When my grandmother married in the early twentieth century, her parents gave her a fairly substantial sum "for herself". In those days, it was almost unheard of for middle class married women to earn their own living. The budget was usually tightly controlled by the husband, who would give his wife a weekly allowance to manage the household expenses.
So it was for my grandmother as well. She accounted for every cent she spent in a little notebook, and even though my grandfather earned a decent living, her allowance was often insufficient to cover all the costs. Rather than discussing her problem openly, she dipped into her personal wedding gift instead, with the result that she depleted it over the years.
Most other Depression era housewives didn't have the luxury of a personal cash stash.
Either way, economy in the kitchen was something that housewives have striven for over the years, inventing all sorts of recipe substitutions and modifications to enable them to spend less money without sacrificing flavour. In many cases, the resulting concoctions were delicious, and they have survived the test of time.
I have a theory that many of the recipes we take for granted today evolved over the years with economy in mind. Grains are often used to replace or augment proteins, but other starches like rice, potatoes, and even pulses, can also be used to reduce the cost of a dish. Some examples:
Meatballs and meatloaf: most recipes include breadcrumbs or crushed crackers. In combination with an egg for binding, the result is a lighter, less dense product, but one that uses less meat. For more on the different recipes, there is an excellent discussion in CookSmart.Whereas our hunter-gatherer ancestors would usually have eaten mainly meat that was prepared by carving it off a freshly roasted animal kill, agriculture allowed humans to develop many clever ways of using carbohydrates to replace increasingly scarce, and therefore more expensive, proteins. One-dish meals like pilaus (pilav) or biryani are all related and are commonly eaten from Central Asia to India. The base ingredient is rice, while the flavour is augmented with a combination of vegetables and protein, usually meat. Often, the amount of meat depends on the relative wealth of the family that is eating it.
Custards: Desserts like crème brûlée are made by cooking cream or full fat milk with eggs over a low heat until the proteins coagulate. A more thrifty custard is made with regular milk and bound with custard powder, which is made of flavoured and artificially coloured cornstarch. Alternatively, the pudding can be thickened with flour.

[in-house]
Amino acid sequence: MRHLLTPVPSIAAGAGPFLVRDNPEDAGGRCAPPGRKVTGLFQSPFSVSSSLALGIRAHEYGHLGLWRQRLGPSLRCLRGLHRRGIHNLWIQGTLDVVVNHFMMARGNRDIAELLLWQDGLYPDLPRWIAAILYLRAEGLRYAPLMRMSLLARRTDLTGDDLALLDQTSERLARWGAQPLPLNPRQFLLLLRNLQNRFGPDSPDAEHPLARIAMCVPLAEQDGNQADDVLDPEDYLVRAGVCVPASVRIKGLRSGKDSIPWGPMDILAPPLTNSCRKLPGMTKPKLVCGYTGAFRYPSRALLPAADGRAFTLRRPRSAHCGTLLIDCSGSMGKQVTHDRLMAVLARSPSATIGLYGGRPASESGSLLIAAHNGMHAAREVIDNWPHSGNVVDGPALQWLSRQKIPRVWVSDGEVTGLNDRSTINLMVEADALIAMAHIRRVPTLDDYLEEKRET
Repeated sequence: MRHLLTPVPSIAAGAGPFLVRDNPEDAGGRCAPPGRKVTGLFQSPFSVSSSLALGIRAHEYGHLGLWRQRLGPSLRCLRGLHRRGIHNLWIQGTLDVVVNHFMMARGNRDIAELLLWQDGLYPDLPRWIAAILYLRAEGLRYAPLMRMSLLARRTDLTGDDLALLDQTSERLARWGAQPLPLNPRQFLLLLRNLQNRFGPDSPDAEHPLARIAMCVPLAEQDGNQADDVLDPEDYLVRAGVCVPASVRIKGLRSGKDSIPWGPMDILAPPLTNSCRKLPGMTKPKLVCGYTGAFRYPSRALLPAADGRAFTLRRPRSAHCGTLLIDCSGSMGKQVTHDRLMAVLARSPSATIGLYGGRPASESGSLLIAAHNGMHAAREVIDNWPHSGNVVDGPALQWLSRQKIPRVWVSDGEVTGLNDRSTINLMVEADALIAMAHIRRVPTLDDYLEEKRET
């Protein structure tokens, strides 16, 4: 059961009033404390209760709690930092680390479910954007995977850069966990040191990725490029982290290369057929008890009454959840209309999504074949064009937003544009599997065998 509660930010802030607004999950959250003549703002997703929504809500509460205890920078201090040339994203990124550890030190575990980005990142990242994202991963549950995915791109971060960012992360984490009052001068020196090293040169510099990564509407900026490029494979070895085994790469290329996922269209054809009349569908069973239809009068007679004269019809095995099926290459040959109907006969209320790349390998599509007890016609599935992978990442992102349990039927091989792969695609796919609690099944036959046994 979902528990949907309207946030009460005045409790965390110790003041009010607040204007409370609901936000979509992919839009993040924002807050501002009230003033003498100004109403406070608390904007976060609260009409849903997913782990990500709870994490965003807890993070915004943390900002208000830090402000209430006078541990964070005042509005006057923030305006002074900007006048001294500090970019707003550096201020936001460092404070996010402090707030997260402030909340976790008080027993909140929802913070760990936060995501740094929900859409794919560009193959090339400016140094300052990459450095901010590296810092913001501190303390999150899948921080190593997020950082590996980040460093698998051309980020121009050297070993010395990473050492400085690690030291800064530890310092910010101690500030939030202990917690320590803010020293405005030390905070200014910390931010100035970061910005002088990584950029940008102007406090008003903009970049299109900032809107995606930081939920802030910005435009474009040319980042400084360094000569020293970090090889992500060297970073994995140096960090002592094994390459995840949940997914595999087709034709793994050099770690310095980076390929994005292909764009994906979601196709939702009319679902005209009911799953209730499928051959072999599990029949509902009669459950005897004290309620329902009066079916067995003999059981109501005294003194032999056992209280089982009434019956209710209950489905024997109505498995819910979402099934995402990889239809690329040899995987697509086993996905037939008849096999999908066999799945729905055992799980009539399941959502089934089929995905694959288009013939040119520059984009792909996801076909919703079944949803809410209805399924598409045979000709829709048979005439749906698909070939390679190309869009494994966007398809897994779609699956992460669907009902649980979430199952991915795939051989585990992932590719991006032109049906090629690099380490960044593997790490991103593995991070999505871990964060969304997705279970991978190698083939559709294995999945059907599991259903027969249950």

Cake: Vinegar cake (also sometimes known as wacky cake) is made with vinegar and baking soda instead of eggs, and dates back to at least WW1. There are several different theories about the origin of the recipe, and I think I even read somewhere that it originated in the Civil War, but don't quote me on that. Nowadays, this is a popular way to make vegan cakes.
Sauces and soups: Heavy cream can be replaced with a mixture of flour and milk to recreate a similar creamy texture.
In this way, people with less money to spend on food have been able to fill their bellies, though not always with nutritious foods. In Africa, for example, kwashiorkor is a form of protein malnutrition. The name is derived from Ghana's Ga language, and means "the sickness the baby gets when the new baby comes" - in other words, the older baby is weaned onto a starch-based diet that is deficient in the amino acids and proteins found in breast milk.
Today, meat and eggs can be purchased much more cheaply than ever before, but many consumers have never learned to cook the way our grandmothers did. Many of the prepared foods available in grocery stores rely heavily on grains and starches - think of pizza, cakes, pasta dishes, french fries, chips, as well as pasta and potato salads at the deli counter - and provide hefty profits to the corporations that prepare them.
In this way, we are unwittingly perpetuating carbohydrate-based thrift, even though many of us have more disposable income and better access to high quality protein than ever before. The difference is that today, the corporations and the middlemen are the beneficiaries, and we are saddled with obesity, heart disease and the various other diseases of modern civilization that result from a diet that is carbohydrate-rich but nutrient poor.